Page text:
New Delhi, Dec 1 | Australian cricketers’ participation in the Indian Premier League (IPL) as well the Indian cricket board’s request that its Test players can’t quarantine separately from the Indian limited-overs squad has come into focus after Channel 7, who hold the free-to-air TV rights for India-Australia Tests and the Big Bash League (BBL), filed an affidavit against Cricket Australia (CA) asking for proof of correspondence between the two boards over rescheduling of the current international season.
Channel 7 took exception to CA’s decision to hold the India-Australia three-match T20 International series between December 4 and 8, saying that it went against the original ‘Published International Schedule’ in the Media Rights Agreement (MRA) that promised that the men’s Big Bash would start on December 3 and would coincide with the start of the first India-Australia Test.
Channel 7 has now filed an affidavit filed in the Victoria district registry of the Federal Court of Australia, seeking communication record between CA and the Board of Control for Cricket in India (BCCI). The channel’s ultimate aim is to get compensation for breach of contract between it and CA.
The initial plan was made to get a ‘fast start’ to launch the BBL alongside India-Australia first Test to get broadcast momentum as the tournament’s (TV) ratings had declined over the last five years, claims Channel 7.
The Published International Schedule promised three Test matches prior to Christmas — Australia vs Afghanistan (Perth, November 21-25), Australia vs India (Brisbane, December 3-7), and Australia vs India (Adelaide, December 11-15). The original schedule had the BBL starting with India’s first Test in Brisbane on December 3.
However, after the ICC cancelled the T20 World Cup in early August, CA revised the schedule and sent Channel 7 six revised schedule options, says the Chennel 7 affidavit.
The common thing in revised schedules was that both white-ball series were advanced to November end-December start prior to Tests, with the T20 International series taking place when the first India-Australia Test and initial Big Bash League games were planned. Also, only one Test was to take place prior to Christmas.
Lewis Martin, who is the managing director of the Seven Network Limited, said in the affidavit: “I very quickly formed the view that any of the six options presented by CA would be much worse for the quality of the BBL and its consequent ratings performance than the to-then anticipated scheduling pursuant to the Published International Schedule and the Published BBL Schedule. I was shocked how drastic the changes were.”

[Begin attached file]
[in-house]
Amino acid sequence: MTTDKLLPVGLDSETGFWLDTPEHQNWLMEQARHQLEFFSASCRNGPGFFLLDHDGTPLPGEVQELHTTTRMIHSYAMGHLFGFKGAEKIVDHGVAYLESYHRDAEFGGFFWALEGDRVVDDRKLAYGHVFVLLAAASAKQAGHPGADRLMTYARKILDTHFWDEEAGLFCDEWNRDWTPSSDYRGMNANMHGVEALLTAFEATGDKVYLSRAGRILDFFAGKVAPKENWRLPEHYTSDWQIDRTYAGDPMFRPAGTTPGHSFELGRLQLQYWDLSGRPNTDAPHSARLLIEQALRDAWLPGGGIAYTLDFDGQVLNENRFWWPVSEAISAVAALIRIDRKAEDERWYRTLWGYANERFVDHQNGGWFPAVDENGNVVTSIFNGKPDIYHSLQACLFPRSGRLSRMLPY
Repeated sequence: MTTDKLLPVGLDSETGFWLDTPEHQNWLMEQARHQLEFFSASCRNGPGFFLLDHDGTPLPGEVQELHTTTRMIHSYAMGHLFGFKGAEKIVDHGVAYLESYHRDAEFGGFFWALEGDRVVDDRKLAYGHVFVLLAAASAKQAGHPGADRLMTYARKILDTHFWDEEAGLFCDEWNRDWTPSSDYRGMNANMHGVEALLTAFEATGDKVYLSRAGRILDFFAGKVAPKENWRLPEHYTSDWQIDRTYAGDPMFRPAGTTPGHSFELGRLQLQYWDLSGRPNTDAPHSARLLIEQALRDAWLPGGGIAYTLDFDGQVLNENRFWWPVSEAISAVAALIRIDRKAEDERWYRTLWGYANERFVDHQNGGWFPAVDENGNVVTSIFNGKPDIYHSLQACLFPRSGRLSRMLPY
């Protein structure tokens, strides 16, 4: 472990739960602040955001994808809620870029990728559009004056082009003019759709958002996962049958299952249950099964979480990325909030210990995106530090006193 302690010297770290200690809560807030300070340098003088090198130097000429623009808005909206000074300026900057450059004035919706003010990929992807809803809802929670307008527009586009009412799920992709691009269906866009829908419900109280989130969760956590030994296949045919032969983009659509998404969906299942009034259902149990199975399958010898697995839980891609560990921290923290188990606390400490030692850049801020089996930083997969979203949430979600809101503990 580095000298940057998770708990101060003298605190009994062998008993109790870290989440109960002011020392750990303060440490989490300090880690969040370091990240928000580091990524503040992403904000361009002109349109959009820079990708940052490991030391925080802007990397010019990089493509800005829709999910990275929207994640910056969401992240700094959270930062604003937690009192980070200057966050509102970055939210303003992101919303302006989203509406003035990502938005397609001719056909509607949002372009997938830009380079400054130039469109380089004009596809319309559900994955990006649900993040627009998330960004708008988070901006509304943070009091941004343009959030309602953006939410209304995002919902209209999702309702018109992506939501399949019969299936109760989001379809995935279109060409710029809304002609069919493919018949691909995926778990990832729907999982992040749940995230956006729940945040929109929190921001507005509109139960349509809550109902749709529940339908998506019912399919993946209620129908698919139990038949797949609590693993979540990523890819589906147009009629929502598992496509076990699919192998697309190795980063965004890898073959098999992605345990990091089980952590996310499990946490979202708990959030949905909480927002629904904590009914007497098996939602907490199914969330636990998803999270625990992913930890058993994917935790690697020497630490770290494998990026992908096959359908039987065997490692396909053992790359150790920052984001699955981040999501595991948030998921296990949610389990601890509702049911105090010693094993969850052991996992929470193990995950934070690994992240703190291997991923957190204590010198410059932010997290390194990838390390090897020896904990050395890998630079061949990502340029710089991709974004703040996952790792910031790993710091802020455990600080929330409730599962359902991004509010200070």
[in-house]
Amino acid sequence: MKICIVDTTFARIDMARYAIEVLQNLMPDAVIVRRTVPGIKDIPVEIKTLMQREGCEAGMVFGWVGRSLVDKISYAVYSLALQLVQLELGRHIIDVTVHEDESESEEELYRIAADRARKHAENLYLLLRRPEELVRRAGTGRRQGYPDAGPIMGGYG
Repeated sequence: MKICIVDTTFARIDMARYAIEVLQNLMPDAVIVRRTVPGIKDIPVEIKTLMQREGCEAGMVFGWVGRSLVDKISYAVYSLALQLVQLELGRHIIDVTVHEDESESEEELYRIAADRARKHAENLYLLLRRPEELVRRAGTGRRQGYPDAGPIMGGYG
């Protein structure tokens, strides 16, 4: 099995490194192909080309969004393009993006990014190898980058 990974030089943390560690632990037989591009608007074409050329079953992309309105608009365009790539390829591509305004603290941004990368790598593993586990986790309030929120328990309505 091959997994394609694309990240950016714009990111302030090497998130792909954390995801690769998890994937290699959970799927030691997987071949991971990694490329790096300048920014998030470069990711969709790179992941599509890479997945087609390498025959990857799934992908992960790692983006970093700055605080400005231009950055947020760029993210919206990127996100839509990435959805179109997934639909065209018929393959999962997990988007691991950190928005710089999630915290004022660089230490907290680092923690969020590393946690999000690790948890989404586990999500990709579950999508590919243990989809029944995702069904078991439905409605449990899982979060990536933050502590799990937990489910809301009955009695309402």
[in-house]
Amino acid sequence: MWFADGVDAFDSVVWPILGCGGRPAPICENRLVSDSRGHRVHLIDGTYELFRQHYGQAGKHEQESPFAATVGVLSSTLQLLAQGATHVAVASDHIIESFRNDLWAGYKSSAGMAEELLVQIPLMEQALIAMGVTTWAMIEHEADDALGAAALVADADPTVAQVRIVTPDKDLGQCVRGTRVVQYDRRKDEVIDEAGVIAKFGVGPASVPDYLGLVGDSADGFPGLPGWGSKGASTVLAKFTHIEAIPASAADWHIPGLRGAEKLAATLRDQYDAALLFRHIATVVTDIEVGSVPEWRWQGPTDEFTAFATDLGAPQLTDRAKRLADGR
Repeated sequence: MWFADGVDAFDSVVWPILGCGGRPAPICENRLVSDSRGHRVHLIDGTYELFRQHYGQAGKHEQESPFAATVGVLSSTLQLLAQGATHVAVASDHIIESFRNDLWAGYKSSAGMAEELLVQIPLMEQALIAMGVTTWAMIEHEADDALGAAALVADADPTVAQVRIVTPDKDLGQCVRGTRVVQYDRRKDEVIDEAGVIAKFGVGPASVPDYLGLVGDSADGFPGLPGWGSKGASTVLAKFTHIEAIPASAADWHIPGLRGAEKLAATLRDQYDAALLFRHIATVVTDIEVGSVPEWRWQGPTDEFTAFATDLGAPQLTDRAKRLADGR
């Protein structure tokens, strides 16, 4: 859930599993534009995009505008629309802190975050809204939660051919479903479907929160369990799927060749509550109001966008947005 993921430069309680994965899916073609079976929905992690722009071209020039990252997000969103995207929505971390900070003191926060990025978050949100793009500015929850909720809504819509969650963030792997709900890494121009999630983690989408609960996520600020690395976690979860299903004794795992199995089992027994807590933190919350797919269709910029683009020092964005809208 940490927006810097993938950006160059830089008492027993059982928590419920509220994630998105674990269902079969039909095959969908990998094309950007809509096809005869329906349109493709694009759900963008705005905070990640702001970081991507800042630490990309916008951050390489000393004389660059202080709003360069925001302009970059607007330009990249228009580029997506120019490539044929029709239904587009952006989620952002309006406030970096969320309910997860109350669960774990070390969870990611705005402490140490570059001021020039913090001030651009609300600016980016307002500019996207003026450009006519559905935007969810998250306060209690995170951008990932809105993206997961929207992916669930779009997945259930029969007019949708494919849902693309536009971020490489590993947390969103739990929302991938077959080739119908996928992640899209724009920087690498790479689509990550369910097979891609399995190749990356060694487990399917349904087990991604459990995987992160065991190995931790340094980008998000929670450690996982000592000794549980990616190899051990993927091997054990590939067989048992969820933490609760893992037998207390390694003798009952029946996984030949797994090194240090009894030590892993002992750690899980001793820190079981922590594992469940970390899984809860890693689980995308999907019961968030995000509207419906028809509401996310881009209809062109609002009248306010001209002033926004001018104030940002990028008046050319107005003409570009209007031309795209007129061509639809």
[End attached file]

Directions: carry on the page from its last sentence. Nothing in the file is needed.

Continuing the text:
Martin added in his affidavit: “I considered these changes to be materially detrimental to Seven’s interests and constituted the dismantling of many strategic initiatives we had worked with CA over several months…”
Martin mentioned a telephone conversation with two CA officials who he asked about why CA put the white ball matches before the first Test and the BBL season’s start.
One of the officials, named Peter Roach, replied: “The Indians won’t quarantine twice. They want their test players and white ball players to quarantine together at the same time, and then after the white ball matches are played the white ball players can go home and the Test players will stay in Australia.”
Martin also said that Channel 7 suspect that the Afghanistan Test was postponed to January probably to ensure Aussie players’ participation in the IPL.
He said that he understands Australian players require CA’s permission to play in the IPL which, he points out, was rescheduled to begin from September 19 and end on November 10.
The Afghanistan day-night Test was scheduled to be played between November 21 and 25.
“…I am concerned that CA may have agreed to depart from initial contractual terms with the BCCI having regards to the commercial interests of CA or of Australian cricket players beyond those simply engaged by the organisation of the matches CA is required to organise and conduct under the MRA, including facilitating the continued potentially lucrative participation of Australian players in the IPL… and in that sense preferred those commercial interests rather than complying with CA’s ‘all-reasonable endeavours’ obligations under clause 6.9(b) of the MRA.”
In response to Channel 7’s allegations, Nick Hockley, the interim CEO of Cricket Australia said: “With so much positivity around Australian cricket, it is disappointing that Seven West Media has again chosen to use the media to talk our wonderful game down. CA has maintained all along our commitment to delivering a thrilling summer of cricket and on behalf of all involved, be that governments, partners, players and staff, I’m proud to say we are doing just that. We remain confident in our contractual position.”